John B. Grinols, Plaintiff-appellant, v. State of Alaska, et al., Defendants-appellees, 29 F.3d 632 (9th Cir. 1994)Annotate this Case
Before: TANG, PREGERSON, and T.G. NELSON, Circuit Judges.
Alaska state prisoner John B. Grinols appeals pro se the district court's 28 U.S.C. § 1915(d) dismissal without prejudice of his 42 U.S.C. § 1983 action, which challenges the actions of various state officials and others in connection with his state conviction for sexual abuse of a minor. This court has jurisdiction pursuant to 28 U.S.C. § 1291. We review the district court's dismissal for an abuse of discretion, Denton v. Hernandez, 112 S. Ct. 1728, 1734 (1992), and we affirm.
Under section 1915(d), the district court may dismiss an in forma pauperis complaint as frivolous if it "lacks an arguable basis either in law or in fact." Neitzke v. Williams, 490 U.S. 319, 325 (1989). In deciding whether the district court abused its discretion, this court considers such factors as whether the plaintiff was proceeding pro se, whether the court resolved disputed facts, whether the court made incorrect legal conclusions, whether the court provided an explanation of its reasons for dismissal, and whether or not the district court dismissed with prejudice. Hernandez, 112 S. Ct. at 1734. To state a claim under section 1983, a plaintiff must allege that a person acting under color of state law deprived him of a constitutional or federal right. Karim-Panahi v. Los Angeles Police Dep't, 839 F.2d 621, 624 (9th Cir. 1988). A complaint against parties with clear immunity is frivolous within the meaning of section 1915(d). Jackson v. Arizona, 885 F.2d 639, 641 (9th Cir. 1989).
Grinols alleges that the State of Alaska, various state officials, the Ketchikan Daily News, his defense attorney David Rosendin, and assistant district attorney Adrienne Bachman violated his civil rights during his state criminal trial.1 The district court properly found that the defendants were either immune from liability or not acting under color of state law. See Jackson, 885 F.2d at 641; Karim-Panahi, 839 F.2d at 624. Furthermore, the district court was not required to resolve disputed factual issues, provided an explanation of its reasons for dismissing the complaint, and dismissed without prejudice. See Hernandez, 112 S. Ct. at 1734. Accordingly, the district court did not abuse its discretion in dismissing Grinols' complaint as frivolous pursuant to section 1915(d). See Neitzke, 490 U.S. at 319.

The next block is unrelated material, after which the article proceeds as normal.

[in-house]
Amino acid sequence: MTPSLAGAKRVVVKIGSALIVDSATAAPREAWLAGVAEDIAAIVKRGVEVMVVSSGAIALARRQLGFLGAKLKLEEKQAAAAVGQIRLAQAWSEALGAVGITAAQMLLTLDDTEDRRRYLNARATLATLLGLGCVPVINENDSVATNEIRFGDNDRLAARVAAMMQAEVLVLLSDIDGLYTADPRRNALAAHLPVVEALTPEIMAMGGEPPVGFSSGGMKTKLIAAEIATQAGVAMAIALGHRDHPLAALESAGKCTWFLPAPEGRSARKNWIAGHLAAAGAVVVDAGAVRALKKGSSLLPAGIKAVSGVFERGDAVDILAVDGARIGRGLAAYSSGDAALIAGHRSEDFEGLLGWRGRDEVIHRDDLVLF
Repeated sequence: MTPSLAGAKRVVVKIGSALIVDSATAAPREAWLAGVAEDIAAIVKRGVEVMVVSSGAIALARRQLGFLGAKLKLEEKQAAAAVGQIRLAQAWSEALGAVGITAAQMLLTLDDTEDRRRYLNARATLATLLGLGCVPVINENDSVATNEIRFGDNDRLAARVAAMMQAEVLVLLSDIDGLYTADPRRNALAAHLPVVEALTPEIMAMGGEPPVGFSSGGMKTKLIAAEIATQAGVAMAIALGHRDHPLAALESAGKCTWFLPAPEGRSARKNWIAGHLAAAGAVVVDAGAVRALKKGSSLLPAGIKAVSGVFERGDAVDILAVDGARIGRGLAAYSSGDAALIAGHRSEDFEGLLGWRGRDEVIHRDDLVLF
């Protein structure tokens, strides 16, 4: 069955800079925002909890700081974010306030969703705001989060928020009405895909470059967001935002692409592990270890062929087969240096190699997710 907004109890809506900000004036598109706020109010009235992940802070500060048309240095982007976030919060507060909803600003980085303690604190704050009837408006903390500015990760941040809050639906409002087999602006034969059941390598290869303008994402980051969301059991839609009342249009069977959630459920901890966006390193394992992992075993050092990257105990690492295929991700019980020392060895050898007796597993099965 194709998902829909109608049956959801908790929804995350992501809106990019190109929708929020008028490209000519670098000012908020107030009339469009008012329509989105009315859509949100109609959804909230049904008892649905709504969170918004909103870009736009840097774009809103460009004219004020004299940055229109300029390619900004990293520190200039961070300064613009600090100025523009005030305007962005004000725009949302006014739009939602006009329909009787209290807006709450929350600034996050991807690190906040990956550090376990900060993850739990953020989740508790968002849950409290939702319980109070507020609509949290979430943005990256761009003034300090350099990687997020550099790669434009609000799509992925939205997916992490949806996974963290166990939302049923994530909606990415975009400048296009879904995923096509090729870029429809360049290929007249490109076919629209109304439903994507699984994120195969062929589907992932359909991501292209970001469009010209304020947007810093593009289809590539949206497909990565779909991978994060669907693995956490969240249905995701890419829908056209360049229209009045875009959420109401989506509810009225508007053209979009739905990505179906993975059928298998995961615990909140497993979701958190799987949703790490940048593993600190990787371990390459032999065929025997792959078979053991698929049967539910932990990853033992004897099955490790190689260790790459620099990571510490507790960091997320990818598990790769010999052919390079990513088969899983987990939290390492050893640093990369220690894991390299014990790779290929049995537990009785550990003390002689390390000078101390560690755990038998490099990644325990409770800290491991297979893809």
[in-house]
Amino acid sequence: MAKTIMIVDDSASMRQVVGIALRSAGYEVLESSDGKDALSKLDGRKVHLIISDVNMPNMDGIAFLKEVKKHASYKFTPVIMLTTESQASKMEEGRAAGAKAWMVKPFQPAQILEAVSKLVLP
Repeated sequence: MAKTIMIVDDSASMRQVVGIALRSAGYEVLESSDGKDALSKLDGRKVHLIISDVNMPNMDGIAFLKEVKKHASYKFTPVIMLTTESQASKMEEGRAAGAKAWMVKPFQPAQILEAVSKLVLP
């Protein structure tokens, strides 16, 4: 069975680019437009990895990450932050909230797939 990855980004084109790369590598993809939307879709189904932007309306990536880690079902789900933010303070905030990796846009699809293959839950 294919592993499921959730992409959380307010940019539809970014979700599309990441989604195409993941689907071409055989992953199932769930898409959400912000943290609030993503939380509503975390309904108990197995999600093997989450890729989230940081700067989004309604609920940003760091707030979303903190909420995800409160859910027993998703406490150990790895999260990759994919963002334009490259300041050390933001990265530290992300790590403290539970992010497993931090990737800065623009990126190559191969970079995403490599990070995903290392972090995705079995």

The panel unanimously finds this case suitable for decision without oral argument. Fed. R. App. P. 34(a); 9th Cir.R. 34-4. Therefore, Grinols' request for oral argument is denied. Grinols has filed motions apparently seeking dismissal of this appeal without prejudice. The motions are denied because this court does not grant such relief. Grinols' motion "to vacate, set aside, void, and enter declaratory judgment, permanent injunction, and any other relief deemed necessary" is denied
This disposition is not appropriate for publication and may not be cited to or by the courts of this circuit except as provided by 9th Cir.R. 36-3
Grinols also seeks an "order for release" as part of his requested relief. Such relief is available only in a habeas petition. This court has previously affirmed the district court's dismissal of Grinols' habeas petition challenging his sexual abuse conviction